VACAVILLE (CBS13) — Standing among the ashes of what’s left of Caroline Yelle’s Bee farm, is a hard reality for her to see years of work that went up in flames.
“Every time I drive by here I’m expecting something different. A place where there was happiness and work and now it’s gone,” she explained.READ MORE: Holiday Shoppers Start Early to Avoid Supply Chain Woes
Five hundred of her hives in Vacaville and at another location in Napa Valley all burned. The flames from the LNU Lightning Complex Fires surrounded Yelle’s seven years of work. The fire also destroyed her mentor’s home and four decades of his own legacy that he left to her.
“I could put a price on that farm but the farm is covered by insurance, what breaks our heart are all these colonies that are just gone,” Yelle said.
She estimates the fire has cost $200,000 between the bees that were killed and the revenue she will lose without them. Yelle’s business “Pope Canyon Queens” breeds Carniolans, Apis mellifera carnica, a subspecies of the western honey bee. The breed creates a stronger gene of bees to increase their longevity, according to Yelle.READ MORE: BREAKING: Suspicious Vehicle In Beverly Hills Prompts Response From Bomb Squad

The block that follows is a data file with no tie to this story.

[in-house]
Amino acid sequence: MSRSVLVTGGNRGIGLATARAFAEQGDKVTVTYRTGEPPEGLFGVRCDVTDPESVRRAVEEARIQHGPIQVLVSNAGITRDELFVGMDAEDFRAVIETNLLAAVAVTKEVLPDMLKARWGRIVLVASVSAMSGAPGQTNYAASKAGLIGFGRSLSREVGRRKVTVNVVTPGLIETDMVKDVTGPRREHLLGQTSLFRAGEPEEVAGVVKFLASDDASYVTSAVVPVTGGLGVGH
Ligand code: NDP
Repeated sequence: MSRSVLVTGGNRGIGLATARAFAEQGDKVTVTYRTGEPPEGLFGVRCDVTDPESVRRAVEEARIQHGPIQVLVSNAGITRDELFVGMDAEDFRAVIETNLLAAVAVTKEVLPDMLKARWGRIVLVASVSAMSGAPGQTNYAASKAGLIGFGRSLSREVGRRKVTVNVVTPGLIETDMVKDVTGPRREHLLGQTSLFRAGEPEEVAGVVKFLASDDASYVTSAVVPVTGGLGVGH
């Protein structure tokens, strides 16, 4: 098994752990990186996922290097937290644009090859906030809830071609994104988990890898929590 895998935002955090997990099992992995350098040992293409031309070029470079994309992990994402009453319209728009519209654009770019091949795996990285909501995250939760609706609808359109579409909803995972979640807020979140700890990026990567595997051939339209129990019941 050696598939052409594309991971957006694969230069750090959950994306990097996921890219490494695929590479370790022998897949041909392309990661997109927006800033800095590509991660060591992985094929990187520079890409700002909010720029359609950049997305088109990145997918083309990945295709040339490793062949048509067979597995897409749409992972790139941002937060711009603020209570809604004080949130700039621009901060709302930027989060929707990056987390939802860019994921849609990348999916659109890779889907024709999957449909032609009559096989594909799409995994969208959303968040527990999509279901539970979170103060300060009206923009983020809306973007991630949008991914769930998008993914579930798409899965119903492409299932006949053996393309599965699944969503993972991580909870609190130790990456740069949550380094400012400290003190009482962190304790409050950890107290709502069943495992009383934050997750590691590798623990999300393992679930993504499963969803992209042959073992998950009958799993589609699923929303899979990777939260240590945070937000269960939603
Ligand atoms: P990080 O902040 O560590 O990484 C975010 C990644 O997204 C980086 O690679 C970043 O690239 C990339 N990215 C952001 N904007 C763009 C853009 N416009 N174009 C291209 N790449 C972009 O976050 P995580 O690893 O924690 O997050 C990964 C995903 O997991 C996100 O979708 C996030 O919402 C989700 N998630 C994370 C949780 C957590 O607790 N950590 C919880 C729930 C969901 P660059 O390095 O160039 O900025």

Yelle only has 100 hives left from a group of bees that were stored at a different location.
“We already have a shortage of bees. So, that disaster is not only affecting us, it’s affecting all the beekeepers who have lost so many hives and all of us because these bees are necessary for our crops,” she said. “That’s the big issue here, losing those breeders, losing the years of the hives selected and that is what is going to be impossible to replace.”
Yelle moved from Canada to pursue her passion for bees. As one of the few female-owned queen bee breeder businesses, she is determined to not let her legacy burn out.
“It means I don’t want to quit. I answered myself that day pretty quick that I would be rebuilding no matter what,” she said.MORE NEWS: One Pedestrian Killed In Sacramento In Ambulance Collision
Yelle plans to take the next six months to prepare for the next bee season. She hopes to start breeding again next year but says it will take at least two to three years to fully rebuild.